Invoxia Audioffice

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When I last wrote about Invoxia’s AudiOffice, I had one complaint… its lack of Lightning support for modern iOS devices. Fortunately, its new device fixes this. I actually had another minor complaint—its name, which led me to joke that it was an accessory for Audi automobiles! In the latest version, the mixed-case name is gone, now simply called Audioffice ($299).

The newer Audioffice is an elegant accessory, with a companion app, invoxia (free) that turns your iPhone, iPad, or Android device into a full function conference room speakerphone. You also can use internal and alternative apps like FaceTime, Skype, etc.

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iShower te ajuta sa asculti muzica preferata la dus :)

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Having quality audio anywhere you go can enhance just about any situation – and Bluetooth® speakers can make that happen. Unfortunately a majority of these speakers aren’t inexpensive, so using them in any condition whatseover – especially where water is involved – can be very risky.

SteelSeries wireless remote pentru smartphone

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EDITOR RATING
Pros
Makes gaming on touch-screen devices much easier. Controls are similar to that of a PlayStation controller, so it’s easy to pick up and learn. Wireless.

Cons
Pricey. You can’t use the controller for full navigation; touch-screen menu selection is required for some games. Not compatible with all games. Button remapping requires a computer.

Bottom Line
The SteelSeries Free Mobile Wireless Controller aims to improve your touch-screen gaming experience, but it comes with some limitations and a too-high price.

The SteelSeries Free Mobile Wireless Controller ($79.99 direct) is a Bluetooth-enabled, multi-platform gamepad that is compatible with Android and iOS tablets and phones, PCs, and Macs. It aims to make touch-screen gaming less frustrating and easier to control.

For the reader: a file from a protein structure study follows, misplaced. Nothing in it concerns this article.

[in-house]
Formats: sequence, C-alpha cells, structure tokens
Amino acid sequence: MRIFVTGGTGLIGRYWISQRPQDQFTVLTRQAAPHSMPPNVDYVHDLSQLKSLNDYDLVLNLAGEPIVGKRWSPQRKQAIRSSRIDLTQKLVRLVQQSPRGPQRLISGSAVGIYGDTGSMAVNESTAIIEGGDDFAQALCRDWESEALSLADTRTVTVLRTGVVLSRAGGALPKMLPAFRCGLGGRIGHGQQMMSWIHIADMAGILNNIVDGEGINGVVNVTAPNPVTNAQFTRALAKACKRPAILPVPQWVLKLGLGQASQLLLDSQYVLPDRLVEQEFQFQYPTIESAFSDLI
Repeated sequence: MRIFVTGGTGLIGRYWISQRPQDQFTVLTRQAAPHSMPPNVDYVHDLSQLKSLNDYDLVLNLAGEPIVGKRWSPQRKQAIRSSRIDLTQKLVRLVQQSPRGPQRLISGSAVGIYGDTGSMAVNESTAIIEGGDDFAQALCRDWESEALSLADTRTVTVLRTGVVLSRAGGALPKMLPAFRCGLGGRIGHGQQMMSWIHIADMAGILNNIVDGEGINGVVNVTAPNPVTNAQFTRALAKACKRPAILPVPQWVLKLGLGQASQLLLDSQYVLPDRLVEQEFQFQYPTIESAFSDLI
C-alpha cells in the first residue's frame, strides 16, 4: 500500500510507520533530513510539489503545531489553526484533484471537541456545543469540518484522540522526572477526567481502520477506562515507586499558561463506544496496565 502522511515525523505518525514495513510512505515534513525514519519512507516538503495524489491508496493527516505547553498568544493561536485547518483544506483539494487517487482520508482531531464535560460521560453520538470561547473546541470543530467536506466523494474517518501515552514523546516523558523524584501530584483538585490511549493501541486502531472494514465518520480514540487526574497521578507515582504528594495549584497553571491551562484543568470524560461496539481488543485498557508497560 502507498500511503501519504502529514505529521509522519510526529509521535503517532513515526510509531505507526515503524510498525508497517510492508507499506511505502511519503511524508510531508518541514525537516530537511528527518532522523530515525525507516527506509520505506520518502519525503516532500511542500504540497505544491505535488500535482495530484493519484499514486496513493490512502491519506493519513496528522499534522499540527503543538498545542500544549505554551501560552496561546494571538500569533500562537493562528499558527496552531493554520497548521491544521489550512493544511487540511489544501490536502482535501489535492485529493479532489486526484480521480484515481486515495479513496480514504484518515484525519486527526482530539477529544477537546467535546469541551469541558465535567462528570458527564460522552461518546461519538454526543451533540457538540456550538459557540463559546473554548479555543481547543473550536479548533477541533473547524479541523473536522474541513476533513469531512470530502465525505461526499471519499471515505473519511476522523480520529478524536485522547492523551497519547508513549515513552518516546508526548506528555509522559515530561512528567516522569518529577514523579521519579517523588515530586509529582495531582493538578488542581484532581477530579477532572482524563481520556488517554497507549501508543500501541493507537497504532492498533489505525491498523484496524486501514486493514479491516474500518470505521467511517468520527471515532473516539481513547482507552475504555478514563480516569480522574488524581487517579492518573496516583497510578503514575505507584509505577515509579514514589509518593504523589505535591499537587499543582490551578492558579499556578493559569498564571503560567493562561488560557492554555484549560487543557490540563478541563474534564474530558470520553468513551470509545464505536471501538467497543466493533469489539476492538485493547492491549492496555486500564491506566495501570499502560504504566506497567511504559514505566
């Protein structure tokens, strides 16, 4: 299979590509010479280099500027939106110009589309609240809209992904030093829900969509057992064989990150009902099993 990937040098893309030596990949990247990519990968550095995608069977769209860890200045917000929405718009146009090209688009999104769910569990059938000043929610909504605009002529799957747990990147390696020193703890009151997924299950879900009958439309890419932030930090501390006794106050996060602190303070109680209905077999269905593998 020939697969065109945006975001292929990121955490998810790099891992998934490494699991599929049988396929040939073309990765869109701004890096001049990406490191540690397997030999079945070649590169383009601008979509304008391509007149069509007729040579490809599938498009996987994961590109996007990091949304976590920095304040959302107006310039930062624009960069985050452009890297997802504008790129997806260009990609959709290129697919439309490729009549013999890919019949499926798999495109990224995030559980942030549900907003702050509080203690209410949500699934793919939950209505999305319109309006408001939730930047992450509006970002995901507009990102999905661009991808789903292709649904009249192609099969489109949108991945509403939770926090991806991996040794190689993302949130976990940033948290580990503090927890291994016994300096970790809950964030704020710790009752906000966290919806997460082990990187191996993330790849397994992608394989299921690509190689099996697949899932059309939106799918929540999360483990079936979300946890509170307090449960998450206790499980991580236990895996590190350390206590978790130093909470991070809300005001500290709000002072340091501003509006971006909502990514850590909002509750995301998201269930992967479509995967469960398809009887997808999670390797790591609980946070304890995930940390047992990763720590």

Mukulabs aduce o lentila cu zoom de 20x pt smartphone

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Mukulus wants to offer all sorts of zoom lenses for your smartphones as early as the summer. You may be aware of such similar devices like the reflex and system cameras. We tried out the prototypes and were super impressed. Take a look!

Fujitsu Smartphone

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Fujitsu is known for many things outside its native Japan, but not for its smartphones. To a small degree, this is now about to change – in June, the company will launch an Android device for senior citizens, the Stylistic S01, on the Orange network in France. The device fits into a longstanding range that, in Japan, is named Raku-Raku.

The S01 runs Android “Ice Cream Sandwich” 4.0 in a near-unrecognizable form, featuring a simplified layout with very large onscreen buttons. But it also has other features tailored to its target audience, such as what Orange describes as “a unique screen technology” that essentially forces users to press icons harder in order to make them work – the idea here is to help those who aren’t used to touchscreens to avoid accidentally launching things they don’t intend to launch.

The handset also adjusts the frequency range of its audio depending on the user’s age, and even slows down the speech of fast-talking callers. A personal security alarm is also included.

“As Fujitsu’s first extensive entry into the smartphone market outside Japan, we are delighted that Orange — a company that holds a strong position in the European market — will be offering our phone, which features Fujitsu-exclusive human-centric technologies,” Fujitsu corporate SVP Nobuo Otani said in a statement. “We are committed to the success of this partnership as we strive to expand our smartphone business overseas, while advancing the promotion of Japanese technology worldwide.”

This shouldn’t be so unusual

It’s worth noting that Fujitsu is not the only mobile phone maker to target senior citizens: Sweden’s Doro has built an entire business around that market, although its handsets are much simpler. Doro also has an application pack for making Android tablets more senior-friendly, and a similar approach has been taken in the smartphone realm by carriers such as Sprint.

In some ways, the application pack idea could serve as a transitional solution for senior citizens who find the standard smartphone interface a bit difficult to handle. If Microsoft’s Windows Phone styling becomes an influencer and UI designs become more generally big-button, there will be less of a need for such things in the future.

But more fundamental technological solutions, such as those Fujitsu is displaying in the Raku-Raku/Stylistic range, will always find an audience. And let’s face it, with an ageing population in much of the developed world, there’s a growing market to address here. Looking at things that way, it’s actually quite surprising how few players are focusing on the accessibility angle today.